In type 2 diabetes, the pancreas usually produces sufficient amounts of insulin at the beginning. However, the body cells (for example in the liver or muscles) are becoming increasingly insensitive to this. The number of binding sites for insulin on the cell surfaces decreases. Due to this growing insulin resistance, the amount of insulin available is no longer sufficient to transport the blood sugar into the cells. There is a relative insulin deficiency.
The body tries to compensate for this by increasing insulin production in the pancreatic beta cells. In late stages of the disease, this constant overload can exhaust the pancreas to such an extent that insulin production decreases. Then an absolute insulin deficiency can develop, which can only be compensated by insulin injections.
Experts now know of various risk factors that promote the disease mechanism described here and can thus contribute to the development of type 2 diabetes. A distinction is made between risk factors that can and cannot be influenced. Today, it is assumed that diabetes mellitus type 2 is caused by a combination of several factors and not by one factor alone.
Risk factors that can be influenced
Those affected themselves have a great influence on risk factors that can be influenced. If these factors are minimized, type 2 diabetes can be prevented. Even people who are already diabetic should eliminate these risk factors if possible. This often helps to prevent complications and secondary diseases.
Overweight: The majority of diabetics (type 2) are overweight or even obese. Even if obesity is not the sole cause of the disease, it may be the decisive trigger: fat cells (adipocytes) release various messenger substances (hormones, inflammatory substances) into the blood, reducing the insulin sensitivity of the cells over time. The fat cells of the abdominal fat in particular seem to be dangerous, as they produce a particularly large number of such messenger substances. An increased abdominal girth (men: > 94 centimetres; women: > 80 centimetres) is therefore considered to be particularly harmful to the sugar metabolism.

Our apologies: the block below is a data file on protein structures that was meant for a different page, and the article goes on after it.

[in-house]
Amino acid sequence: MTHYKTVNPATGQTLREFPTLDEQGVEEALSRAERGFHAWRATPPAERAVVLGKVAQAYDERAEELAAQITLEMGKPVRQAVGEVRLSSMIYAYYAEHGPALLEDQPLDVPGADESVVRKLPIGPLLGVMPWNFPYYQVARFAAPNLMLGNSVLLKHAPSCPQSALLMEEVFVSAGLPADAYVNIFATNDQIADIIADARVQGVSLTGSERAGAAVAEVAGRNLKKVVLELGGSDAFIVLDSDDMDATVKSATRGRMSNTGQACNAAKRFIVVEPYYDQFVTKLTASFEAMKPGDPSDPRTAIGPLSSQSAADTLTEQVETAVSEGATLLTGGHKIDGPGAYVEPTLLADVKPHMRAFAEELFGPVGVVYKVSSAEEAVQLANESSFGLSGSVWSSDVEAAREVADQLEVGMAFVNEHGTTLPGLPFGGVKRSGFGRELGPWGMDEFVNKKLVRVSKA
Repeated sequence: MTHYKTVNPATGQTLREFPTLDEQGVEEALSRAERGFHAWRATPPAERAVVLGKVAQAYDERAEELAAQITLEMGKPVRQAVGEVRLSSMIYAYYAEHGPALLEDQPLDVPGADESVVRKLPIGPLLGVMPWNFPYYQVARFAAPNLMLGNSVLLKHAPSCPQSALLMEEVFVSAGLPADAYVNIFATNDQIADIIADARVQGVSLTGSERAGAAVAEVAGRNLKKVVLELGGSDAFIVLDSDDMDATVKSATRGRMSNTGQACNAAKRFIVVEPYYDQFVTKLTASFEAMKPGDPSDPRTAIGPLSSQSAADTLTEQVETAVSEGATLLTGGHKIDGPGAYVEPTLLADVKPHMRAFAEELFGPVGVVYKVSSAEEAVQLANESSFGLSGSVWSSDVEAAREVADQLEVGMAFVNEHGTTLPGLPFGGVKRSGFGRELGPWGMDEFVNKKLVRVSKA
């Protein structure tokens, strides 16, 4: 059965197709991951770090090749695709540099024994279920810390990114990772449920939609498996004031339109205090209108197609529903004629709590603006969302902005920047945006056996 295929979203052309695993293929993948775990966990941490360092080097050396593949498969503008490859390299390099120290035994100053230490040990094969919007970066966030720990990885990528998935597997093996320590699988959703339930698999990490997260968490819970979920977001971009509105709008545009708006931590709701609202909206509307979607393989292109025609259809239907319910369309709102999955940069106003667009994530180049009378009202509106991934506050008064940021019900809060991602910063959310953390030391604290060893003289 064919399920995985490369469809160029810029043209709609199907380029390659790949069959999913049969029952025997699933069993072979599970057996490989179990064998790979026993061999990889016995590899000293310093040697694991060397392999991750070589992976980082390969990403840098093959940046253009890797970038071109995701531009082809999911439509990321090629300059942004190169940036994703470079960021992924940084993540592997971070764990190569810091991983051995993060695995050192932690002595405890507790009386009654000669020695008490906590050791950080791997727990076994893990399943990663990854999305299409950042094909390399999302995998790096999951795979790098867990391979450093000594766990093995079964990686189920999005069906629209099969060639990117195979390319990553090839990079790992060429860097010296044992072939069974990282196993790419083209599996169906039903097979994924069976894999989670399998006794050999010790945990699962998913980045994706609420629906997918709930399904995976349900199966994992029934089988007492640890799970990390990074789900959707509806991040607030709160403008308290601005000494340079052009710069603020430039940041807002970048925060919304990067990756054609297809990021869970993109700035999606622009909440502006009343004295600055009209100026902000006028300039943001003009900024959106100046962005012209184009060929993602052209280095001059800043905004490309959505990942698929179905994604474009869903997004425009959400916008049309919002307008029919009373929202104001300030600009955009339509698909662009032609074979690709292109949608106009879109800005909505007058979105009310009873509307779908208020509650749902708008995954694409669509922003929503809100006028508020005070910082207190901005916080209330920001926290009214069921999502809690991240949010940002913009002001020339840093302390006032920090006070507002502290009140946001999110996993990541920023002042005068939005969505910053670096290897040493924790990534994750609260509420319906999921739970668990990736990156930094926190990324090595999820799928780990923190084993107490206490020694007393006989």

Lack of exercise: Lack of exercise has a negative effect on the energy balance: People who move burn energy absorbed with food. Without this exercise, a surplus of calories is produced with a constant food intake. This is reflected in an increased blood sugar level and the build-up of fatty tissue.
Metabolic syndrome: The metabolic syndrome is a combination of abdominal obesity (abdominal adiposity), elevated blood lipid levels (dyslipoproteinemia), high blood pressure (hypertension) and a disorder of sugar metabolism (insulin resistance). It is considered an important risk factor for type 2 diabetes and other diseases such as heart attack and stroke.
Other risk factors for type 2 diabetes are
- a diet low in fibre, rich in fat and sugar
- certain drugs that impair sugar metabolism, such as the contraceptive pill, antidepressants, diuretics and blood pressure reducers
Risk factors that cannot be influenced
The following risk factors cannot be influenced by those affected. Nevertheless, one should know them: Type 2 diabetes can remain undetected for a long time. People with the risk factors mentioned here should therefore pay particular attention to their blood sugar: